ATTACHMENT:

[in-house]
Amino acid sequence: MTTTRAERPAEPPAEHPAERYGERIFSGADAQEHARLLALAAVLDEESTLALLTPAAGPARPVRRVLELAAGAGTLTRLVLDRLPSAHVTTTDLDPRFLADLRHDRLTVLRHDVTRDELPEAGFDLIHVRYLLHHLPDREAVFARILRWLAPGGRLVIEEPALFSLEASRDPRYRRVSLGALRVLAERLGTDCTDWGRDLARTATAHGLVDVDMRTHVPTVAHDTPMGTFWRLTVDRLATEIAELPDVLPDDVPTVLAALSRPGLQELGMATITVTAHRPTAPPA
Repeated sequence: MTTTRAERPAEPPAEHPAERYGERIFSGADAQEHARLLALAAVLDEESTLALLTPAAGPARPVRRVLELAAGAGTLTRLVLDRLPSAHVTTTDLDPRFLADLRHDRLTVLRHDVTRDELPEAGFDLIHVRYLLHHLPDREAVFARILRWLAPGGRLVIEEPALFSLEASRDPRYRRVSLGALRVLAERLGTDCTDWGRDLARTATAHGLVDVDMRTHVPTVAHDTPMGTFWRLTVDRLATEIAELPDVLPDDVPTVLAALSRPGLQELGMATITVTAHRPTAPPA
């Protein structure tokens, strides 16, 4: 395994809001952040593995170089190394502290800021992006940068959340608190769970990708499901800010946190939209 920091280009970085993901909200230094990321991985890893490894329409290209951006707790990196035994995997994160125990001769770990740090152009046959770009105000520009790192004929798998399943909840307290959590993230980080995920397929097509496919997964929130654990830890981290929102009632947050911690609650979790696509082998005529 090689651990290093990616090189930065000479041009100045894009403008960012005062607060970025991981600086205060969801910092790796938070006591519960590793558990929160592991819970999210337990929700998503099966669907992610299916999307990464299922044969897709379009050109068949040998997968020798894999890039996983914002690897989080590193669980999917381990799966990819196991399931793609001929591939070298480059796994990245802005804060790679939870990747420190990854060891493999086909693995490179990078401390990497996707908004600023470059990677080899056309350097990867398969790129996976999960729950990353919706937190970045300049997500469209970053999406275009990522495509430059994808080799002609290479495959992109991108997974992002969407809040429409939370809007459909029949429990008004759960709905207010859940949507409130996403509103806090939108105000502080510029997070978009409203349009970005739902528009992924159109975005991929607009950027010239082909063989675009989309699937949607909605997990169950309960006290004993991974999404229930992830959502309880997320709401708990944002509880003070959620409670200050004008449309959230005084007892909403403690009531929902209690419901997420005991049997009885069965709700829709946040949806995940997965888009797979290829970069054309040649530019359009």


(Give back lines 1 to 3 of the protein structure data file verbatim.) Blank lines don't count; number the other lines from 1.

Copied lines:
[in-house]
Amino acid sequence: MTTTRAERPAEPPAEHPAERYGERIFSGADAQEHARLLALAAVLDEESTLALLTPAAGPARPVRRVLELAAGAGTLTRLVLDRLPSAHVTTTDLDPRFLADLRHDRLTVLRHDVTRDELPEAGFDLIHVRYLLHHLPDREAVFARILRWLAPGGRLVIEEPALFSLEASRDPRYRRVSLGALRVLAERLGTDCTDWGRDLARTATAHGLVDVDMRTHVPTVAHDTPMGTFWRLTVDRLATEIAELPDVLPDDVPTVLAALSRPGLQELGMATITVTAHRPTAPPA
Repeated sequence: MTTTRAERPAEPPAEHPAERYGERIFSGADAQEHARLLALAAVLDEESTLALLTPAAGPARPVRRVLELAAGAGTLTRLVLDRLPSAHVTTTDLDPRFLADLRHDRLTVLRHDVTRDELPEAGFDLIHVRYLLHHLPDREAVFARILRWLAPGGRLVIEEPALFSLEASRDPRYRRVSLGALRVLAERLGTDCTDWGRDLARTATAHGLVDVDMRTHVPTVAHDTPMGTFWRLTVDRLATEIAELPDVLPDDVPTVLAALSRPGLQELGMATITVTAHRPTAPPA